The next day I donned my blue dress and I went to work to care for my patients and my friend. I was the nurse in charge and had to be professional, but after handing over to the night shift I couldn’t stop myself from begging the night girls to take good care of her. She came home the next day, a Saturday, and died at home the early hours of Tuesday morning. She was 37 and had the most beautiful smile in the world.
Our house is feeling slightly more stressed than normal, and that is down to upcoming mock exams. The lovely girl is in year 11 at school and will be taking her GCSE esams next summer – and this is the first year of the new exams to be graded 1 – 9 with a new syllabus. I’m not sure how widespread the stress is on a national level, but in her school the homework is being piled upon the girls as the teachers seem a little unsure of what to expect, and a meeting was held with the girls as so many of them are showing signs of extreme stress. I know that some of the parents are also adding to the problems with pressure to revise and one is not allowing her daughter out of the house other than to go to school.
Apparently these anxiety levels are some of the highest that they have seen as a school. Our girl is usually very level headed, feted by her friends as being the most sensible one and yet she had a melt down last weekend over her work resulting in tears. So out of character and not what a parent wants to see.
Earlier this week she came home and told us something that I really want to share. One of her close friends, a lovely young lady who has suffered her own share of anxiety issues since year 7 (for reasons that I will not be stating), recognised that everyone was becoming more and more wound up and she wanted to do something. She went home and wrote by hand a letter to each of the girls in their close friendship group. The letters were all individual – she could have written the same to each girl – and she focused on telling each one of her friends what she valued about them and their friendship. She wanted them to remember that they are so much more than schoolwork, exams, sixth form applications and stress. What a wonderful thing to do!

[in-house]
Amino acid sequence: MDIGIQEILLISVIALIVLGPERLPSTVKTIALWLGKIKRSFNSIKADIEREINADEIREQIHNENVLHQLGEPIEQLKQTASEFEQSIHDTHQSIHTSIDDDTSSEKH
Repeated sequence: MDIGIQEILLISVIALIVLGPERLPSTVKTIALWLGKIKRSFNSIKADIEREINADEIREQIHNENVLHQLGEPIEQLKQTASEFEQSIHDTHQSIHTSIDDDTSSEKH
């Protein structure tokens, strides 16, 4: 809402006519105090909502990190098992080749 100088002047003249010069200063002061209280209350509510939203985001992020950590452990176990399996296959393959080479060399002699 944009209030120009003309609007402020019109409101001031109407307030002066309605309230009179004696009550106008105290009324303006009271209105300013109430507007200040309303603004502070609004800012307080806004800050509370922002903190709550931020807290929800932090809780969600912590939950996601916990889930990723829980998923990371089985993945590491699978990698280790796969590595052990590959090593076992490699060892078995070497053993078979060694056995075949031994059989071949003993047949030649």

The lovely girl really appreciated this and was full of praise for her lovely friend. To be able to recognise at this age, that a beautiful human is made from a rounded, balanced life and that positive, loving comments are so important, must be a gift – for many of us it takes a lifetime to appreciate this. This 15 year old reinforced that it is so important to be kind to each other.
Another week, time for another Magic Monday! The events in our household really pale into insignificance compared to the natural disasters taking over so many parts of America at the moment. The majority of us, thankfully, will never have to encounter the devastation that these natural phenomena wreak, but I want to send support and good wishes to all our American blogging pals who are living through this. There is an additional blog post this week that my pal Cheryl at Chronic Mom blog wrote last week about what no one tells you about surviving a natural disaster with chronic illness – but I think that there are probably aspects that apply to everyone!
We had an unexpected trip over the weekend – hence no blog post – and as it was a long trip for this chronic bird to make in a day, we paid an impromptu visit to old friends to beg a bed for the night. Panic not other old friends, we gave them 24 hours notice!! We haven’t seen each other for about 5 years, yet we have known each other for nearly 30 years – we “girls” did our nurse training together and the blokes have always been hifi and gadget buddies. Not forgetting that this fellow hifi nut was hubby’s best man 25 years ago! With just a few precious friendships the years roll away and it is possible to appreciate the long and deep connections that you have with each other. As two couples, we have had our fair share of traumas over the past couple of years – we decided we should form the “Happy Pill” brigade as we must have shares in antidepressant companies between us – but we have survived and it is testament to our friendship that we can come together as if it was yesterday! How many people in your life can you call on and truly rely upon to be there for you no matter what? Quick shout out here for our fab friends’ facebook page – check it out (chocolate brownies to die for) Keeley House Bakery
I have found some great blog reads for you this week including becoming a real mermaid (just read it!), a fab book review, and using your imagination when putting pen to paper. There is also a piece about the scandal currently coming to light about the use of mesh implants in surgical procedures. So grab a cuppa, put your feet up and enjoy some fabulous writing in these inspiring blog posts!